I'll call him Ned. He has two other names: one given at birth and one he's given himself.
I've been around him for most of the time we've been here. He's on the street, but for periods of time he disappears. He looks to be in his mid-30's. He's a gentle soul which comes through most of the time. I wonder why he's on the street. For most, it's because of addiction and/or mental illness. For some of the youngest ones being on the street is a summer of "walking on the wild side," and being free from life's responsibilities for a while.
Anyhow, days ago, Ned was at his usual place soliciting change with his cardboard sign (mandatory gear for the homeless in Northampton). As I normally do, I walked by and asked how he was. He mumbled something about being in a car accident. He has a bike and was hit on Pleasant Street a few days before. He showed me a swollen ankle. I asked him if he'd had it looked at. Ned said emphatically "no!" I'd later find out why.
Later that day, I was heading to a meeting in another town. Ned was still at his usual place. He didn't look good. I was in a bit in a hurry, but stopped. I asked if it was his ankle. He mumbled, looking down, "It hurts so f---ing bad." I said again he had to get to the hospital. He looked me directly and said," I HATE f---ing hospitals. They scare me." I said I understand, but "Your ankle might be fractured. It's not going to go away." He looked away and nodded his head. I told him I would take him to the hospital. He shook his head "no." Right then, two guys he seemed to know showed up and handed him a slice of pizza. I had to leave, but I repeated my offer. He wouldn't budge.
As I headed to the car, I prayed that if God wanted me to help him, he would create another encounter. I couldn't force the situation, but I've always felt a tug toward Ned. Perhaps he was a "son of peace," like Jesus refers to in Luke 10 when sending out the 72.
Well, the very next day, after I'd gone to Hopkinton to fetch Tricia and meet our newest granddaughter, Piper Rose, we were heading from our car to the apartment to drop off Tricia's luggage and then grab a bite to eat in town. As we sometimes do, we decided to take the Kirkland Avenue shortcut. It's a dismal stretch of dumpsters, graffiti, discarded liquor bottles -- smelling of urine and garbage. It also feels spiritually dark. As we entered, I looked to my left, and there between two dumpsters was Ned. I knew this was the answer to yesterday's prayer. I also knew we had to help him. He was in excruciating pain, grimacing with the smallest of movements. He complained he could not stand on it at all. It was true. He couldn't. The pain was written on his face. He was hyperventilating also because of pain and fear. He'd say a number of times, holding up his hand, "Give me a minute," until both subsided. It was sad. He was sitting amidst the garbage as if he is discarded garbage too.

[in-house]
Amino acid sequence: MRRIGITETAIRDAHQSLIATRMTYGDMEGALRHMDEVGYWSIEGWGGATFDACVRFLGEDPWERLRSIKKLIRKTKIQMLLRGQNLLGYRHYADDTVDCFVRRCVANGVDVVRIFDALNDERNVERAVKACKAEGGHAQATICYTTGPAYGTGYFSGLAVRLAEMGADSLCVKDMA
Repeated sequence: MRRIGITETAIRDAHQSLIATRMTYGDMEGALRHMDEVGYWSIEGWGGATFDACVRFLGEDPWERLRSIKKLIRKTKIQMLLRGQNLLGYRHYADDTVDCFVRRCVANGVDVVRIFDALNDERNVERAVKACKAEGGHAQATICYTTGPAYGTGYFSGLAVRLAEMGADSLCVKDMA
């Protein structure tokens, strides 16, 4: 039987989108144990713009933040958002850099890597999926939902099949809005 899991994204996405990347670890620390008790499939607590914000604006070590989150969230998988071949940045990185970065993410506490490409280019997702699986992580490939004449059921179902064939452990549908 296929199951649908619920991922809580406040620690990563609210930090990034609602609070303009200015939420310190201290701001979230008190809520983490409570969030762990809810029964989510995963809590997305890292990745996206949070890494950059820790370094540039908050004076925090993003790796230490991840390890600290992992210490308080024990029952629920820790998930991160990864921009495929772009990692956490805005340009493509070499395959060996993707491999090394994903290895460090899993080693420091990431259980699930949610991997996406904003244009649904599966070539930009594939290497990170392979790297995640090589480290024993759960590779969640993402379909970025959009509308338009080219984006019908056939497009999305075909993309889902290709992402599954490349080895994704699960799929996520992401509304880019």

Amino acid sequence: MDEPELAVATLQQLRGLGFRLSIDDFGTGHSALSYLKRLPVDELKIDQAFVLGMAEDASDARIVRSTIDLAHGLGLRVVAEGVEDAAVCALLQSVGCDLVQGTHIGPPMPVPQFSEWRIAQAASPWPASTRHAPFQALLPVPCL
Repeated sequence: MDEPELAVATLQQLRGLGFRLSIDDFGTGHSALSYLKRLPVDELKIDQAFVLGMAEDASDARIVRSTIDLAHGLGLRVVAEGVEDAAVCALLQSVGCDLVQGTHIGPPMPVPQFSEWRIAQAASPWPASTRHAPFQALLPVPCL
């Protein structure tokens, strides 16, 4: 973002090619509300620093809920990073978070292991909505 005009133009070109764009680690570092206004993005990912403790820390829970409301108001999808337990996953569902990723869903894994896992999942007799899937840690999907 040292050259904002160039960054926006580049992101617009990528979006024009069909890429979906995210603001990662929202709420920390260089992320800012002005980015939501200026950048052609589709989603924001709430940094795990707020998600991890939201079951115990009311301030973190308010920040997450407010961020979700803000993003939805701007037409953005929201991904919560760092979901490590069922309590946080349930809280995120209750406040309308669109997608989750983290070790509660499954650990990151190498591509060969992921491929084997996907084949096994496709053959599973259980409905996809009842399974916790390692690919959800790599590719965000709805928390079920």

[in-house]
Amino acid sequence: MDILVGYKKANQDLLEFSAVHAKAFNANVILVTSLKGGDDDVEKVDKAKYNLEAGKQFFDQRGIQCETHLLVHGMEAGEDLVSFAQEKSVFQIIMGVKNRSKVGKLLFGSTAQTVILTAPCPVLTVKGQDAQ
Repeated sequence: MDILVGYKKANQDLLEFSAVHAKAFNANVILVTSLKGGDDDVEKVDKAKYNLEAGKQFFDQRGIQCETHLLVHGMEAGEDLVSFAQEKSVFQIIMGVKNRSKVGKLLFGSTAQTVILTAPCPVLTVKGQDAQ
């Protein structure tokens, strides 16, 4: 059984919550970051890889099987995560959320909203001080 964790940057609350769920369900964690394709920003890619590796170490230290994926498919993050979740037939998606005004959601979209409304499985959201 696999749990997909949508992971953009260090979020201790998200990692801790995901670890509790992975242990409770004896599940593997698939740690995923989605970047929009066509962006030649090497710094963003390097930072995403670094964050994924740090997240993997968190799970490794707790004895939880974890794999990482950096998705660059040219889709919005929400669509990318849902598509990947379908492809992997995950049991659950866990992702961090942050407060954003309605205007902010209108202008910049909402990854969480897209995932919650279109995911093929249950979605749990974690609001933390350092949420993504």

Both Tricia and I told him he had to go to the hospital to get his injury treated, and we'd take him. He have kept shaking his head "no" repeating he was afraid and hated hospitals. He added to it that he preferred to his entire foot cut off. He would repeat this "solution," even in the hospital. Ned looked and felt utterly miserable. We affirmed that he was afraid and felt alone, but we would go and stay with him until he got treated. Assuring him so calmed him and he agreed to go. We packed him and his backpack (1 of 2 possessions besides his clothes, the other being a decrepit bike), into the rear seat.
We dropped off Tricia's stuff and got crutches we'd kept since her fall on the stairs. Carefully, we were able to get him in the car. I could smell alcohol on his breath. I assumed it was his way of numbing the pain. I also knew he had a drinking problem from word on the street. They all know each others junk intimately, and are quite free to share it, almost with glee sometimes.